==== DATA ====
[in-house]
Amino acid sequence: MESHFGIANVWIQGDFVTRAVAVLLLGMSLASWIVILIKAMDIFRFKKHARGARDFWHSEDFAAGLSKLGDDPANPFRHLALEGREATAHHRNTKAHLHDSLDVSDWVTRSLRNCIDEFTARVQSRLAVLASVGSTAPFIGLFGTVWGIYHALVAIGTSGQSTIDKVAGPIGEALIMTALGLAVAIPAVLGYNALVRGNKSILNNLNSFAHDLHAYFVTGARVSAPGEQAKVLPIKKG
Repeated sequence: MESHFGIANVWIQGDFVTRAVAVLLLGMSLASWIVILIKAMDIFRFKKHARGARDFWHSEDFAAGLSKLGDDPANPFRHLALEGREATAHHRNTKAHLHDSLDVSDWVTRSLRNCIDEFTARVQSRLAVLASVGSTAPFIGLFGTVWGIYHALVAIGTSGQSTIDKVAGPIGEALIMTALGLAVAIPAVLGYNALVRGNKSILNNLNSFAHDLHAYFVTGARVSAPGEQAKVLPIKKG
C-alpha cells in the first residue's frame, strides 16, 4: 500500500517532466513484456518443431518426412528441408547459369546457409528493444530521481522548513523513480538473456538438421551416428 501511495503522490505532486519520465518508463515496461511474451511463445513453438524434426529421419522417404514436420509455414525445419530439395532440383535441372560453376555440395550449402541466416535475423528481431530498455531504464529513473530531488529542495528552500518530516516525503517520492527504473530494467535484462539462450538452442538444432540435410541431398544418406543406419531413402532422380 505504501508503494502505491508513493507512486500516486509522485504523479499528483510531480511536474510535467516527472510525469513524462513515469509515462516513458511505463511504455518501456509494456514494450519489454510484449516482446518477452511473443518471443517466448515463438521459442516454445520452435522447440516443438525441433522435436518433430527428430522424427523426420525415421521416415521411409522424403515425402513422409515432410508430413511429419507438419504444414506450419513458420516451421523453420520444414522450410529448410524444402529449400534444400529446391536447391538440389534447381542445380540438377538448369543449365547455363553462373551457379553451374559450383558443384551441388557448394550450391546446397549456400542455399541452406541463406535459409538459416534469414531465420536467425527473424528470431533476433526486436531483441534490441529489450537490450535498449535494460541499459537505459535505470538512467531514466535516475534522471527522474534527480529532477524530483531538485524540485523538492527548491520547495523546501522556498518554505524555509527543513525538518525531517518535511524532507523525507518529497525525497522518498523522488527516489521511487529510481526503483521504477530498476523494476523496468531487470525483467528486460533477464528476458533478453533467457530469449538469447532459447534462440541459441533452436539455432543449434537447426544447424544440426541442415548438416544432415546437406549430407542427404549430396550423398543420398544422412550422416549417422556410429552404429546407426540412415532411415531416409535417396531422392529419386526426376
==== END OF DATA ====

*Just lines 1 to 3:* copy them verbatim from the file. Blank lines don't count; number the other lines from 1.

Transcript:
[in-house]
Amino acid sequence: MESHFGIANVWIQGDFVTRAVAVLLLGMSLASWIVILIKAMDIFRFKKHARGARDFWHSEDFAAGLSKLGDDPANPFRHLALEGREATAHHRNTKAHLHDSLDVSDWVTRSLRNCIDEFTARVQSRLAVLASVGSTAPFIGLFGTVWGIYHALVAIGTSGQSTIDKVAGPIGEALIMTALGLAVAIPAVLGYNALVRGNKSILNNLNSFAHDLHAYFVTGARVSAPGEQAKVLPIKKG
Repeated sequence: MESHFGIANVWIQGDFVTRAVAVLLLGMSLASWIVILIKAMDIFRFKKHARGARDFWHSEDFAAGLSKLGDDPANPFRHLALEGREATAHHRNTKAHLHDSLDVSDWVTRSLRNCIDEFTARVQSRLAVLASVGSTAPFIGLFGTVWGIYHALVAIGTSGQSTIDKVAGPIGEALIMTALGLAVAIPAVLGYNALVRGNKSILNNLNSFAHDLHAYFVTGARVSAPGEQAKVLPIKKG